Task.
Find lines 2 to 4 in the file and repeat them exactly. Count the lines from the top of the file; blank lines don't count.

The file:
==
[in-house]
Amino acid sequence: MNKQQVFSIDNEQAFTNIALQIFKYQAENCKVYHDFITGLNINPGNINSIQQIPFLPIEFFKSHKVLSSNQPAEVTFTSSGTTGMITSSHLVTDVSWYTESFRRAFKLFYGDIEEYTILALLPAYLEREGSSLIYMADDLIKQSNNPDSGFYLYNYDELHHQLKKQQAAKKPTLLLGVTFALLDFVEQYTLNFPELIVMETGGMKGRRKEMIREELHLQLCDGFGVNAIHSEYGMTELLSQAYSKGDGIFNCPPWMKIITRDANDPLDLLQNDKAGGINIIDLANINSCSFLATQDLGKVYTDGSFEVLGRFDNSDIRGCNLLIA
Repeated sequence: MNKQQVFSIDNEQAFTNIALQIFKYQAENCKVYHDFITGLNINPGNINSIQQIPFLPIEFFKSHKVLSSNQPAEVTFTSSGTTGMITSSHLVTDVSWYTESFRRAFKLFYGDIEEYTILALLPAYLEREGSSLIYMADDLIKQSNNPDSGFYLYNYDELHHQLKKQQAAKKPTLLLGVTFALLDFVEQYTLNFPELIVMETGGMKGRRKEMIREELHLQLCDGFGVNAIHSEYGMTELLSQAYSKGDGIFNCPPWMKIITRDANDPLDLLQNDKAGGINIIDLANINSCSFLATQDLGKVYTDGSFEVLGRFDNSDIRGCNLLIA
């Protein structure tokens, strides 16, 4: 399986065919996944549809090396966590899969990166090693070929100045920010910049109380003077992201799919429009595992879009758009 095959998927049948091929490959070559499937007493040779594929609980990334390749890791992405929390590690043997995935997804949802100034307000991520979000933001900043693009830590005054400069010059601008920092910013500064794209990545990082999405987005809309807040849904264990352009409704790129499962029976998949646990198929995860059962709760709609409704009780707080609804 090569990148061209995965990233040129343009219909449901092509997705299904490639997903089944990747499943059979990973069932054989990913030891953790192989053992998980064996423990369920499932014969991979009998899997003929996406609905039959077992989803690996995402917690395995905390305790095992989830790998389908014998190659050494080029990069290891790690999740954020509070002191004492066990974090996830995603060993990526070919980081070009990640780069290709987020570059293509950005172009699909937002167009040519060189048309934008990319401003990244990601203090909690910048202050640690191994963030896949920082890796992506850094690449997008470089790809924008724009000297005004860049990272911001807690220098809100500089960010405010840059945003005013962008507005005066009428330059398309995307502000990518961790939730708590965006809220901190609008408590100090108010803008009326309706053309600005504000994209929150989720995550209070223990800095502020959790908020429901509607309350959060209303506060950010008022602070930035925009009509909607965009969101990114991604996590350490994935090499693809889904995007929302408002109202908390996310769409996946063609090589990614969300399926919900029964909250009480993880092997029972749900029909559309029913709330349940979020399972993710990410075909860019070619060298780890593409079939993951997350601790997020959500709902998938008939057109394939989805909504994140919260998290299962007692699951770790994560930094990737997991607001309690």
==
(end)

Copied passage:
Amino acid sequence: MNKQQVFSIDNEQAFTNIALQIFKYQAENCKVYHDFITGLNINPGNINSIQQIPFLPIEFFKSHKVLSSNQPAEVTFTSSGTTGMITSSHLVTDVSWYTESFRRAFKLFYGDIEEYTILALLPAYLEREGSSLIYMADDLIKQSNNPDSGFYLYNYDELHHQLKKQQAAKKPTLLLGVTFALLDFVEQYTLNFPELIVMETGGMKGRRKEMIREELHLQLCDGFGVNAIHSEYGMTELLSQAYSKGDGIFNCPPWMKIITRDANDPLDLLQNDKAGGINIIDLANINSCSFLATQDLGKVYTDGSFEVLGRFDNSDIRGCNLLIA
Repeated sequence: MNKQQVFSIDNEQAFTNIALQIFKYQAENCKVYHDFITGLNINPGNINSIQQIPFLPIEFFKSHKVLSSNQPAEVTFTSSGTTGMITSSHLVTDVSWYTESFRRAFKLFYGDIEEYTILALLPAYLEREGSSLIYMADDLIKQSNNPDSGFYLYNYDELHHQLKKQQAAKKPTLLLGVTFALLDFVEQYTLNFPELIVMETGGMKGRRKEMIREELHLQLCDGFGVNAIHSEYGMTELLSQAYSKGDGIFNCPPWMKIITRDANDPLDLLQNDKAGGINIIDLANINSCSFLATQDLGKVYTDGSFEVLGRFDNSDIRGCNLLIA
């Protein structure tokens, strides 16, 4: 399986065919996944549809090396966590899969990166090693070929100045920010910049109380003077992201799919429009595992879009758009 095959998927049948091929490959070559499937007493040779594929609980990334390749890791992405929390590690043997995935997804949802100034307000991520979000933001900043693009830590005054400069010059601008920092910013500064794209990545990082999405987005809309807040849904264990352009409704790129499962029976998949646990198929995860059962709760709609409704009780707080609804 090569990148061209995965990233040129343009219909449901092509997705299904490639997903089944990747499943059979990973069932054989990913030891953790192989053992998980064996423990369920499932014969991979009998899997003929996406609905039959077992989803690996995402917690395995905390305790095992989830790998389908014998190659050494080029990069290891790690999740954020509070002191004492066990974090996830995603060993990526070919980081070009990640780069290709987020570059293509950005172009699909937002167009040519060189048309934008990319401003990244990601203090909690910048202050640690191994963030896949920082890796992506850094690449997008470089790809924008724009000297005004860049990272911001807690220098809100500089960010405010840059945003005013962008507005005066009428330059398309995307502000990518961790939730708590965006809220901190609008408590100090108010803008009326309706053309600005504000994209929150989720995550209070223990800095502020959790908020429901509607309350959060209303506060950010008022602070930035925009009509909607965009969101990114991604996590350490994935090499693809889904995007929302408002109202908390996310769409996946063609090589990614969300399926919900029964909250009480993880092997029972749900029909559309029913709330349940979020399972993710990410075909860019070619060298780890593409079939993951997350601790997020959500709902998938008939057109394939989805909504994140919260998290299962007692699951770790994560930094990737997991607001309690």